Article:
PS W is also for... WaterAid. Our choir will be taking part in Sing for Water South West in Bristol on Saturday, a major fundraiser for this very Worthwhile charity. I'll be telling you more about it on Friday. In the meantime, you might like to have a look at my Open Garden blog. This will tell you all about my Sing for Water experiences in London last year as well as giving you a full tour of my garden.

For more Wonderful posts, do visit the ABC Wednesday blog.


  1. Now that's what I like to do sometime going for a ride on a steam train.

    I've heard of a Lord Walsingham before, something to do with Henry 8 I think.

    No cake with your tea/coffee? Bummer! But it's all for a good case. ;-)

  2. Hello there VP girl !
    I really regret we did not get over to the UK wilst living in Holland .. I think the fact that everyone drives on the wrong side of the road would have given me a heart attack ? LOL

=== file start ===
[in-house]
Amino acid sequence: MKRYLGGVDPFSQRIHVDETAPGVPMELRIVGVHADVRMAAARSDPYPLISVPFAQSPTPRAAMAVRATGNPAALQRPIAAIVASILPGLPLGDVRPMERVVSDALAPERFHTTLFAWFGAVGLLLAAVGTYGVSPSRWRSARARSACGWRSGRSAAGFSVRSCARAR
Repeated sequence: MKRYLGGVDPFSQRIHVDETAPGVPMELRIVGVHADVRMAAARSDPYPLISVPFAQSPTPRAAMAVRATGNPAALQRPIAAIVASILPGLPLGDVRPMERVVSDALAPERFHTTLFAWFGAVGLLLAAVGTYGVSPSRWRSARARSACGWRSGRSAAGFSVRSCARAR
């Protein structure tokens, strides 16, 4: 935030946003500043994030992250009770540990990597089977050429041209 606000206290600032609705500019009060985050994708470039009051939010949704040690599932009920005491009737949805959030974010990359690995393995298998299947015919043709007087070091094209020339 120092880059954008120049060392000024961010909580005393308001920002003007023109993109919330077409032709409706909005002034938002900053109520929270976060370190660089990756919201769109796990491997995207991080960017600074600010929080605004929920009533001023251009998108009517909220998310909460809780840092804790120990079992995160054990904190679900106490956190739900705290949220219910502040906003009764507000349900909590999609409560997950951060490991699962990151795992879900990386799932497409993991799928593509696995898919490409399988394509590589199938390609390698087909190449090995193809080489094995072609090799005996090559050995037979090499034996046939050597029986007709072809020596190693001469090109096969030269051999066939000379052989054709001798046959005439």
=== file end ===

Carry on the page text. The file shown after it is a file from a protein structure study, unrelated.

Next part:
Seriously .. there would have been so many great places to see .. let alone the list of gardens : )

  3. I think i need to do a wee tour around England and try to find some of these little havens. Plus, I have never been on a steam train in my life though there is one in the next town from us that does day trips in the summer, maybe this year?

  4. I've never heard of Walsingham before; I'm impressed if it is the second most visited shrine next to Canterbury, a place I would love to visit! I'm wondering why only 3 petitions for intercessions are allowed, though:)

    Enjoyed the photos and commentary on your last post about front gardens. Here in my area I am seeing more and more homes that have ripped up their front lawn and turned it into an entire garden. The norm, though, is still lawn with a few shrubs.

    I'm still working on getting some "about town" shots. It's been so hot here, though, that I am trying not to go out much during the day.

  5. It's always the case isn't it, you know more about other countries/regions than you do about your own!
    Good W

  6. I'd love to visit Walsingham. I've always hankered after one of their icons. It's also known as 'England's Nazareth'. In answer to Rose's query about the limit on intercessions, I think it's to do with the sheer numbers of pilgrims. If you want someone to pray for you, as well as everybody else, you've got to give them a chance to work their way through all the requests.